Where politics and faith dance in the shadow of the windmill.

Singing from the populist songbook

This week Michigan Senator Patrick Colbeck (R-Canton) introduced a set of bills to in part,  prevent “censorship of our founding documents” (SB 120). Typical stuff . While that can be dismissed as the usual hot air of  political posturing, one of the other bills is  more substantive, one (SB 423)

establishes requirements for schools to incorporate teaching provisions of the U.S. Constitution, the Michigan state constitution and the Declaration of Independence, and would require the Michigan Department of Education to incorporate those subjects into standardized testing of students.

Left unsaid in  MLive, was that our Senator Mark Jansen stepped up as a co-sponsor.

It is a measure, in short, right out of the concerns (and playbook) of social conservatives. At its heart it wants to create an educational space for God, anti-Federalism, and free enterprise. It’s the standard issue stuff of old time southern populism, and not surprisingly, it can be found in ALEC’s book of model legislation. We’ve seen this before.

There is a healthy irony here, where otherwise education-skeptical, limited government conservatives stand up and mandate educational requirements. Then again, it perhaps unintentionally reveals a view of education in the conservative heart. Schools are seen as singularly powerful, absent the cultural considerations (poverty, race, etc.), so what is taught or not taught can then become the determiner of our social life. Education is not only ideological, but presently teaching the wrong ideology, the ideology of the elites rather than the presumed normative stance of the non-ideological, neutral stance of the average citizen.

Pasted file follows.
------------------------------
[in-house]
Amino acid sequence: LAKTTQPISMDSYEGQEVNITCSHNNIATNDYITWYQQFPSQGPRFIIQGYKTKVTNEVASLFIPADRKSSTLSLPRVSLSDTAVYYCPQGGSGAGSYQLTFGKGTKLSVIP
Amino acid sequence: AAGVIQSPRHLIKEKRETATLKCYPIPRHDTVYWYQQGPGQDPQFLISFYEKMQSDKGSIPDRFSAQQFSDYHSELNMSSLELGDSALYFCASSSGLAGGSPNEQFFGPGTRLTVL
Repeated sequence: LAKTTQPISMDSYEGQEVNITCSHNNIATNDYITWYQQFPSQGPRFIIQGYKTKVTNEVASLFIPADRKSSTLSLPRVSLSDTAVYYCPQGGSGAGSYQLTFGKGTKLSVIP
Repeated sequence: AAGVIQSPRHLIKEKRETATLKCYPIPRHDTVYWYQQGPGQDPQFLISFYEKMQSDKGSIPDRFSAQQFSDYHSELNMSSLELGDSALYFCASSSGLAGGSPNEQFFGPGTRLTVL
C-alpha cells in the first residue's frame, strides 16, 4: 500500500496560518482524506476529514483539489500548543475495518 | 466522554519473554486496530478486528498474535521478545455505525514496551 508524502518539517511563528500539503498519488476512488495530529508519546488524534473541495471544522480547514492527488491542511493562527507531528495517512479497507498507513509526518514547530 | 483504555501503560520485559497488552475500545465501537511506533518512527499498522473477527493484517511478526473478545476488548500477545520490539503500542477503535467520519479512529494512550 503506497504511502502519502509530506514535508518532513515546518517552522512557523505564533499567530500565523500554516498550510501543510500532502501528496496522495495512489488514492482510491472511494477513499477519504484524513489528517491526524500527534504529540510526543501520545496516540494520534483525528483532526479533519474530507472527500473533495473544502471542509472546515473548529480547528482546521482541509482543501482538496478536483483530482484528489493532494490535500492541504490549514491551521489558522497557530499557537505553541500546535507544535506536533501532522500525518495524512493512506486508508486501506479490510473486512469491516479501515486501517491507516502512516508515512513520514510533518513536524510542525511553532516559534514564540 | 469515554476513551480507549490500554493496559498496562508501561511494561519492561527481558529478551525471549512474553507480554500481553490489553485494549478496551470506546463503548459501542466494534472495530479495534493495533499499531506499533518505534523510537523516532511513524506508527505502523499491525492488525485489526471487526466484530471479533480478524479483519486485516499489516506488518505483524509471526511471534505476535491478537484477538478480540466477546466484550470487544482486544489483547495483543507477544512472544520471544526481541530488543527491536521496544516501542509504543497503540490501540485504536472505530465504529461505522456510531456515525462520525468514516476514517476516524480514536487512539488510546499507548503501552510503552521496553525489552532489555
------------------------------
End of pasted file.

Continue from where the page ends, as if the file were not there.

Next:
So it is, that the recipe for fixing what is wrong in American education must turn about changing its ideological heart by teaching

America’s founding documents, including documents that contributed to the foundation or maintenance of America’s representative form of limited government, the Bill of Rights, our free-market economic system, and patriotism. (SB 120)

Yet even a cursory review reveals what’s missing: the total absence of any of the great national documents regarding African Americans. Well, yes, in politeness, they did leave off the bit about slaves being worth only 3/5 a vote in the original Constitution (that was white of them), but where is the insistence that children of this state learn about the Emancipation Proclamation? Or the Lincoln’s great Second Inaugural. Or for that matter, the Gettysburg Address? For a party that once championed, bled and died for these great truths, this is a peculiar omission.